Saturday, December 15, 2012

Jonkonnu in antebellum North Carolina

 rag man
 The "rag man" in a Jonkonnu reenactment at Bellamy Mansion in Wilmington, North Carolina. (Photo by Preservation NC. More about the photograph)

In antebellum North Carolina, Christmas season was the time for an African American celebration found almost nowhere else in North America, but widespread through the islands of the Caribbean. Variously called Jonkonnu, Johnkannaus, John Coonah, or John Canoe, the custom was described in the slave community of Jamaica in the late eighteenth century where it was thought to have been of African origin. Although the details often changed from place to place, Jonkonnu usually involved several African American men who dressed in costumes made of rags and animal skins with grotesque masks and horns. Sometimes one of their number wore his best clothes instead. They danced wildly, often playing musical instruments and singing. In towns, the Jonkonnu men went from house to house while on plantations they performed at the homes of masters, overseers, and other white people. They expected to be rewarded with gifts of money or liquor. Jonkonnu dancers were often accompanied by crowds of men and women who cheered them on while taking no direct part in the performance.

Jonkonnu obviously represented a time of release and enjoyment for slaves from the drudgery of their day–to–day work. Some historians believe that it may also have been a time when the constraints of the slave system were loosened in other ways. On plantations in North Carolina slaves of all sorts had access to their masters in ways that they seldom had during the year. The Jonkonnu performers and their accompanying crowd usually came right up to their master’s house, a privilege usually denied to all but house servants. After the performance, the master would often speak to the performers and shake hands with them, another departure from usual practice. Jonkonnu continued in North Carolina after emancipation, at least in Wilmington, where it was observed as late as 1880. A version of it also seems to have been adopted by whites in the late nineteenth century. In the end, however, it may have been too closely tied to the slave system in which it arose to have survived long after freedom.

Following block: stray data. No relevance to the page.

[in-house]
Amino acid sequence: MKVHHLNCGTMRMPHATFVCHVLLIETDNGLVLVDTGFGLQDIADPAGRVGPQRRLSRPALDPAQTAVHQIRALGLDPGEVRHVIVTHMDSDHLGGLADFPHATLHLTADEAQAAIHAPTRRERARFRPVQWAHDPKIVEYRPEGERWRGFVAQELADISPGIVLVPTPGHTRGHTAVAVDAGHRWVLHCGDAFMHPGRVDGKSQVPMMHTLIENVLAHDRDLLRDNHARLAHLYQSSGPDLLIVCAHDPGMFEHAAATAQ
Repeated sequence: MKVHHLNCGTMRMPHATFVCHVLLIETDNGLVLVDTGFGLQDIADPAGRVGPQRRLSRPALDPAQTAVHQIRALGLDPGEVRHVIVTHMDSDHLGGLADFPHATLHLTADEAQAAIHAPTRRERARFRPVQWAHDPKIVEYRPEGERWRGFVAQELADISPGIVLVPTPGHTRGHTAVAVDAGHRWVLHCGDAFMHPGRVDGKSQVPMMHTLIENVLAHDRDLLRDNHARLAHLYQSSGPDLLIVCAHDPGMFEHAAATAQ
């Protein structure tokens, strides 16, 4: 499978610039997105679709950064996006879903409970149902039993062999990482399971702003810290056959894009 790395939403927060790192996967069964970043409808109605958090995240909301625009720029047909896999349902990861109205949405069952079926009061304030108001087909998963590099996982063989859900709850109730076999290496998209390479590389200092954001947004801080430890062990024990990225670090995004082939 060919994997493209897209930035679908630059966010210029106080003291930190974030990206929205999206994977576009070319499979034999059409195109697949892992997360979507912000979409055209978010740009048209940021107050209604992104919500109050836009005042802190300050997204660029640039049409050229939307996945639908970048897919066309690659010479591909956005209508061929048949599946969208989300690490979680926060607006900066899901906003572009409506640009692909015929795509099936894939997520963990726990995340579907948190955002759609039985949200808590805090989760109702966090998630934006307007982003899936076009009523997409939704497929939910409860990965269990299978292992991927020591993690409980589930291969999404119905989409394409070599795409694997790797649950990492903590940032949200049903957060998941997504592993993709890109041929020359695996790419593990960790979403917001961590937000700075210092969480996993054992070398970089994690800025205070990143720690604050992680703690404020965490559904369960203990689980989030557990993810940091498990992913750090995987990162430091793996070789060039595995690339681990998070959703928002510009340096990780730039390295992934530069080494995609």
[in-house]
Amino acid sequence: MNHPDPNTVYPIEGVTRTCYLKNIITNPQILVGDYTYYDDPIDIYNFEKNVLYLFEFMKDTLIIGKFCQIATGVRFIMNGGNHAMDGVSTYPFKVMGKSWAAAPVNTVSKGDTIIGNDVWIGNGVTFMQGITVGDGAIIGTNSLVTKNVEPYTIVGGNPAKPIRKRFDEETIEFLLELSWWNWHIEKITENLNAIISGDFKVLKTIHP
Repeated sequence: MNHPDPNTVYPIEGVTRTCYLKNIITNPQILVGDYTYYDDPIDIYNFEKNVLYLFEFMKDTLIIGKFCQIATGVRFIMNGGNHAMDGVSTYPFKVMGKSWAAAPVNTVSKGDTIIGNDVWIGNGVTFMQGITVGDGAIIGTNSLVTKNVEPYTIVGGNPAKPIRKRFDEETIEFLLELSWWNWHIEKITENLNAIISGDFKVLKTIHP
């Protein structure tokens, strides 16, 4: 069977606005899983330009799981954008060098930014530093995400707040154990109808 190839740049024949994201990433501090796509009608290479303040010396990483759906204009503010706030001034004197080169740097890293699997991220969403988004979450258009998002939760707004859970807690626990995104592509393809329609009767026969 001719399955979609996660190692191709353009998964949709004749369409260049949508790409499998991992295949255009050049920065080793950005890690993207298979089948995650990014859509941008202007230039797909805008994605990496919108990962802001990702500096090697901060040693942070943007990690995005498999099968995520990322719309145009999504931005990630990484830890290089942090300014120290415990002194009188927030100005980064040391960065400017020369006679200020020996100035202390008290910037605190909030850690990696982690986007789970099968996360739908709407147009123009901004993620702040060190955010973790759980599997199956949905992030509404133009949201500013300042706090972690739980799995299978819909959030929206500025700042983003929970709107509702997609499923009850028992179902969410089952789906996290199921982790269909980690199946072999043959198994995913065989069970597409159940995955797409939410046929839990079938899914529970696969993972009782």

As Christmas approaches once again, we recall the traditions of antebellum
times in Wilmington.

Bernhard Thuersam, Director
Cape Fear Historical Institute
"Documenting Cape Fear People, Places and History"

"Jonkonnu" or "John Kunering" at Christmas
Cape Fear Historical Instutute Papers

“The John Kuners were a chief attraction of the Christmas
season since colonial times.”
Dr. James Sprunt

An old Christmas tradition of Wilmington called “John Kunering” is
still remembered, with one similar in Edenton referred to as
“John Canoeing.” This was a tradition practiced mainly by black slaves,
a custom that would find noisy and gaily-dressed processions “singing strange tunes accompanied by banjo, accordian, tamborine and other instruments.” Some of the participants would dress as women, and they festooned themselves with shreds of cloth sewn to their daily attire.  

In Wilmington, the “John Kuners” would dance throughout the town to
the rhythmic chants of:

“Hah! Low! Here we go!
Hah! Low! Here we go!
Hah! Low! Here we go!  Kuners come from Denby!”

“With the rattles of bones, the blowing of cow’s horns, and the tinkling of tambourines, the singing slaves, grotesque in their “Kuner” costumes, would halt whenever an appreciative crowd gathered. Strips of brightly colored cloth sewn to their clothes fluttered gaily as the John Kuners danced merrily. 

They were bedecked in horned masks, beards, staring eyes
and enormous noses with grinning mouths.
All were men, but some would dress as women.
After a few songs and dancing, the Kuners would approach the spectators with hat extended to collect a monetary reward for the antics. The Kuners would then depart for another crowd to dance
and sing for and the usual reward”(Johnson).

Slave Harriet Brent Jacobs described the custom (Cashman, p.51):

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